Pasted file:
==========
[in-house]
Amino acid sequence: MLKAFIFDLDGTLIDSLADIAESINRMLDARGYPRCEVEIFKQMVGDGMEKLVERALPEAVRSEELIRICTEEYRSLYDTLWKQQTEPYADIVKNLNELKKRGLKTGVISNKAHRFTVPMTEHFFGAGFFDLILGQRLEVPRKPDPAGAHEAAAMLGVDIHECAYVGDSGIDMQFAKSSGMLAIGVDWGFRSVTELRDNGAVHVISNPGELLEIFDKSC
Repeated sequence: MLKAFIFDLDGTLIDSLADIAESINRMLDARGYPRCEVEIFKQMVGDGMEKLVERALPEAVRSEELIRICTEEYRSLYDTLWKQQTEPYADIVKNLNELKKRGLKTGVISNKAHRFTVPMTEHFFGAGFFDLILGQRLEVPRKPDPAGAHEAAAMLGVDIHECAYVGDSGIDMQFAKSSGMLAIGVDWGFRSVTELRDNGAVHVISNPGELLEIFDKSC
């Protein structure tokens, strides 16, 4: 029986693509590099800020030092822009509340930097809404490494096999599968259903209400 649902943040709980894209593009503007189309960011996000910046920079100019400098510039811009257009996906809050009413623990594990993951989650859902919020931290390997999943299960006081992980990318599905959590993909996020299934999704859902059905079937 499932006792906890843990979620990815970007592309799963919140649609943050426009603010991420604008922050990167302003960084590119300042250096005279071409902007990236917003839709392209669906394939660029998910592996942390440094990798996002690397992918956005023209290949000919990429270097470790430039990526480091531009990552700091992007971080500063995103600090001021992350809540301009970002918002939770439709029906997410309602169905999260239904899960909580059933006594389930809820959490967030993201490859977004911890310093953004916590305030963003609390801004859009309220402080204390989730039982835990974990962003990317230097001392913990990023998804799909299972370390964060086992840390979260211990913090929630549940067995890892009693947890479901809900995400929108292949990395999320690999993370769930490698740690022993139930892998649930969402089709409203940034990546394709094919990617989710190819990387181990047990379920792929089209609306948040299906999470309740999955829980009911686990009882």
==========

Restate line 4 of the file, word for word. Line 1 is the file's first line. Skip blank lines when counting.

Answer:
């Protein structure tokens, strides 16, 4: 029986693509590099800020030092822009509340930097809404490494096999599968259903209400 649902943040709980894209593009503007189309960011996000910046920079100019400098510039811009257009996906809050009413623990594990993951989650859902919020931290390997999943299960006081992980990318599905959590993909996020299934999704859902059905079937 499932006792906890843990979620990815970007592309799963919140649609943050426009603010991420604008922050990167302003960084590119300042250096005279071409902007990236917003839709392209669906394939660029998910592996942390440094990798996002690397992918956005023209290949000919990429270097470790430039990526480091531009990552700091992007971080500063995103600090001021992350809540301009970002918002939770439709029906997410309602169905999260239904899960909580059933006594389930809820959490967030993201490859977004911890310093953004916590305030963003609390801004859009309220402080204390989730039982835990974990962003990317230097001392913990990023998804799909299972370390964060086992840390979260211990913090929630549940067995890892009693947890479901809900995400929108292949990395999320690999993370769930490698740690022993139930892998649930969402089709409203940034990546394709094919990617989710190819990387181990047990379920792929089209609306948040299906999470309740999955829980009911686990009882």